Peimin Ni wins Scaglione Prize in translation


New York, NY – 4 December 2019 – The Modern Language Association of America today announced it is awarding its thirteenth Aldo and Jeanne Scaglione Prize for a Translation of a Scholarly Study of Literature to Peimin Ni, of Grand Valley State University, for Understanding the Analects of Confucius: A New Translation of Lunyu with Annotations, published by the State University of New York Press, and to Sylvia Adrian Notini, of the University of Bologna, for her translation of Pier Mattia Tommasino’s The Venetian Qur’an: A Renaissance Companion to Islam, published by the University of Pennsylvania Press. John Marincola, of Florida State University, is receiving an honorable mention for On Writing History: From Herodotus to Herodian, published by Penguin.

Please click here to download a PDF of the full press release.

Articles of Interest

Two articles of interest to appear outside of the standard ones we always cover:

New Analects Translation

Paul van Els of Leiden University writes…

This new translation of the Lunyu, which recently came out, may have escaped the attention of Warp, Weft, and Way blog readers, as it was published by what appears to be an obscure press:

Li, Chris Wen-Chao. 2018. What Confucius Really Said: The Complete Analects in a Skopos-Centric Translation. San Francisco: Maison 174. (

Purists might frown upon this translation, if only because the real Confucius could not and would not have quoted Katy Perry as saying “You’re hot then you’re cold, You’re yes then you’re no, You’re in then you’re out, You’re up then you’re down” (p. 164). Still, Li’s work is a creative take on the ancient text, and translations such as “Confucius @MasterSays: Guys who talk sweet and smile all the time are scum.” (p. 3) might strike a chord with the Twitter generation.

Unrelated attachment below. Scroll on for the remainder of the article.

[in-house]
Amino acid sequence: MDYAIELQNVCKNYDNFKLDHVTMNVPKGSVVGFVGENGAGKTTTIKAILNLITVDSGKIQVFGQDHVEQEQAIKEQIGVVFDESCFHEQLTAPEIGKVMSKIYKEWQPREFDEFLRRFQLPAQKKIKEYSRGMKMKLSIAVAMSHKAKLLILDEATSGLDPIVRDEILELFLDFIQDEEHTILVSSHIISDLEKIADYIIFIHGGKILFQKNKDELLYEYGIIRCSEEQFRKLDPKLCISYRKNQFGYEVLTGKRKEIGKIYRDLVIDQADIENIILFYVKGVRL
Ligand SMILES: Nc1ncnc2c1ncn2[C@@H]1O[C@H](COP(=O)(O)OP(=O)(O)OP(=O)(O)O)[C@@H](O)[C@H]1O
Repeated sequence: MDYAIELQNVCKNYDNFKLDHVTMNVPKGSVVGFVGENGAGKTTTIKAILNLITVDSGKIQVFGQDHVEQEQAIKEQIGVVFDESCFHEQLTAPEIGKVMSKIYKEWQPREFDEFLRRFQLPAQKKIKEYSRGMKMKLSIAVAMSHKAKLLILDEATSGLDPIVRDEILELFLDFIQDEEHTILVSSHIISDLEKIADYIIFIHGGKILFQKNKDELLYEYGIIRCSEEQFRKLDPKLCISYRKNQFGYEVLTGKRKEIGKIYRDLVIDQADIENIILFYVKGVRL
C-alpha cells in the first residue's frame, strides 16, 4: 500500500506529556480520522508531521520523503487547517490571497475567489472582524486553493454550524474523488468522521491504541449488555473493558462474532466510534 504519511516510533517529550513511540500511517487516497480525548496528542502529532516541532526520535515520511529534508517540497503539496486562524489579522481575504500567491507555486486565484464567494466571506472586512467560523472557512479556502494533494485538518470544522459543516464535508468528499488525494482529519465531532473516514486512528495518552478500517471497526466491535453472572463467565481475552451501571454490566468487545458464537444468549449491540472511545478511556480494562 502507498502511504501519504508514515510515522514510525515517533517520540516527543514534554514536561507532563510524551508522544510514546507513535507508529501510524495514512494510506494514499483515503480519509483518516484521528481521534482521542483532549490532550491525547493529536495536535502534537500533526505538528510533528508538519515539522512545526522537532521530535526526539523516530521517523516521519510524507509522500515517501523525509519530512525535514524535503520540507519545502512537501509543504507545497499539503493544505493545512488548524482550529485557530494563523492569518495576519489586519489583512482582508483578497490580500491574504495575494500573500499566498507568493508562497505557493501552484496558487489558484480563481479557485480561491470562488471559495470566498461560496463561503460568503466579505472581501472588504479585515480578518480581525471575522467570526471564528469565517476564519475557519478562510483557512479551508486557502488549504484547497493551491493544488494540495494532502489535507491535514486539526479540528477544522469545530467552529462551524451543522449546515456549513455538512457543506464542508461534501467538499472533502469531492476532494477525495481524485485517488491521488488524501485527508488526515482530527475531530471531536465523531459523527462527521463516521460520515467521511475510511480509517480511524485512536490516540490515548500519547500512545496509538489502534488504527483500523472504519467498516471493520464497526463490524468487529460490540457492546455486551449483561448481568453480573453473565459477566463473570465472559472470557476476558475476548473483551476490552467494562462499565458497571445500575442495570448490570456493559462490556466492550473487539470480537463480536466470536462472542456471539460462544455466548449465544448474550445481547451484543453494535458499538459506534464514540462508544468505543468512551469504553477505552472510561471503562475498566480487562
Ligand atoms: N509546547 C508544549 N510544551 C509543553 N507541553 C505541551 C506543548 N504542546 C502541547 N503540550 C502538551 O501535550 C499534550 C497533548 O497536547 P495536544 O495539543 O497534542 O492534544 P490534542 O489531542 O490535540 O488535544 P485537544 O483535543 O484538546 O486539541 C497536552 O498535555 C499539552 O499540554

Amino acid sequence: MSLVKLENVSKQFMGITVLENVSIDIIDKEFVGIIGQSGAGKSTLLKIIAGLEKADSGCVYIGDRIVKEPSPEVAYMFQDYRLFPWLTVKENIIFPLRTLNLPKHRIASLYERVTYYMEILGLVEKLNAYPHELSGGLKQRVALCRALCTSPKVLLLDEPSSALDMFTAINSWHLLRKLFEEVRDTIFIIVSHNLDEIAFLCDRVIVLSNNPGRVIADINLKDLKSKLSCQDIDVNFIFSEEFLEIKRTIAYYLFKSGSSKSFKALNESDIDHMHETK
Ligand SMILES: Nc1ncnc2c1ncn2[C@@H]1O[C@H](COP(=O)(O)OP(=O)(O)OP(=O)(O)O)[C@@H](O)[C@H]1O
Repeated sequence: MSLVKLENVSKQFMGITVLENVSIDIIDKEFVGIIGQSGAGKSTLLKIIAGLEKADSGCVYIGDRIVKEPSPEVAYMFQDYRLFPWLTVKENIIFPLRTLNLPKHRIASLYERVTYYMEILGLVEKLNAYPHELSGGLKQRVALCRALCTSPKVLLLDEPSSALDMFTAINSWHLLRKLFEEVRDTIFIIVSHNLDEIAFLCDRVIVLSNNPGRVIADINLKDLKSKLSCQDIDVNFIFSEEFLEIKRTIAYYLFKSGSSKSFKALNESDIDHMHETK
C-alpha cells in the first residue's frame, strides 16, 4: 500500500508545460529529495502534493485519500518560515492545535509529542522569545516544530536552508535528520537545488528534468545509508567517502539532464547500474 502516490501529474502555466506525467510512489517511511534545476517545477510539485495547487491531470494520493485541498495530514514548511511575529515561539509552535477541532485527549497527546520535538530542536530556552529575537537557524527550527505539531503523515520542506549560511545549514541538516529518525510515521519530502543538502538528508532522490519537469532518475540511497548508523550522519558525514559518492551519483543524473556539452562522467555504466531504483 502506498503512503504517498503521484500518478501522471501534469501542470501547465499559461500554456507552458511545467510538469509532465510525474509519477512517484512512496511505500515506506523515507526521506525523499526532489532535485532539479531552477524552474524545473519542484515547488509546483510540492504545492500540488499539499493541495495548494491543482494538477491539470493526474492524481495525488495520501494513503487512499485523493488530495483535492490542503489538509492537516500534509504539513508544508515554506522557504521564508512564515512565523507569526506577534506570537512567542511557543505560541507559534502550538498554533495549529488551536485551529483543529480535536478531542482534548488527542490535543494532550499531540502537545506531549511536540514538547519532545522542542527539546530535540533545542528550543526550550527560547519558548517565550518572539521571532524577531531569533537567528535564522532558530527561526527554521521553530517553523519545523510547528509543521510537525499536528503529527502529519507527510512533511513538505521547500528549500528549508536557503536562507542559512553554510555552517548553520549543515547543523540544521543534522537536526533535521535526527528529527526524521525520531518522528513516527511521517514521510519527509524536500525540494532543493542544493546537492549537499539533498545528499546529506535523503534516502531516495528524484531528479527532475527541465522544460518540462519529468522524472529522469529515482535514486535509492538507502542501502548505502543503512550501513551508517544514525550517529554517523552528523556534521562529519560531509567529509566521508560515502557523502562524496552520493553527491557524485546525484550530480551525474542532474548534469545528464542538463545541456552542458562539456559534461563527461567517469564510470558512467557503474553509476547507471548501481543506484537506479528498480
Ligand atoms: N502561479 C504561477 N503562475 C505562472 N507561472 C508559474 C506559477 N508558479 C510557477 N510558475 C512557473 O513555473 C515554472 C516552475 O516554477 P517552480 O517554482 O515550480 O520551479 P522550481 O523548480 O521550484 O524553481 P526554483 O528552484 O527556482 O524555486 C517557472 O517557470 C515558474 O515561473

Survey Request on English Translations of the Analects

Message from Professor Tao:

I am a professor of translation studies at Fudan University, Shanghai. This questionnaire is designed for my Fulbright project, investigating the feedback of English readers of translations of The Analects. If you are an academic scholar (graduate students included) in the West, whose working language is English, and have read the English version of The Analects of Confucius, please help, and answer each question. There are no right or wrong answers. After you complete the survey, please send me your email address to, and I will reward you a $20 Amazon gift card. If you could accept a further interview with me please let me know. Feel free to contact me at 0086-13671600660 (or American cellphone 15715087149) if my questions are not clear. If you visit Shanghai I hope I can meet you there someday.

Thank you for your expertise, and taking time to complete the survey and participating in this study!

Youlan Tao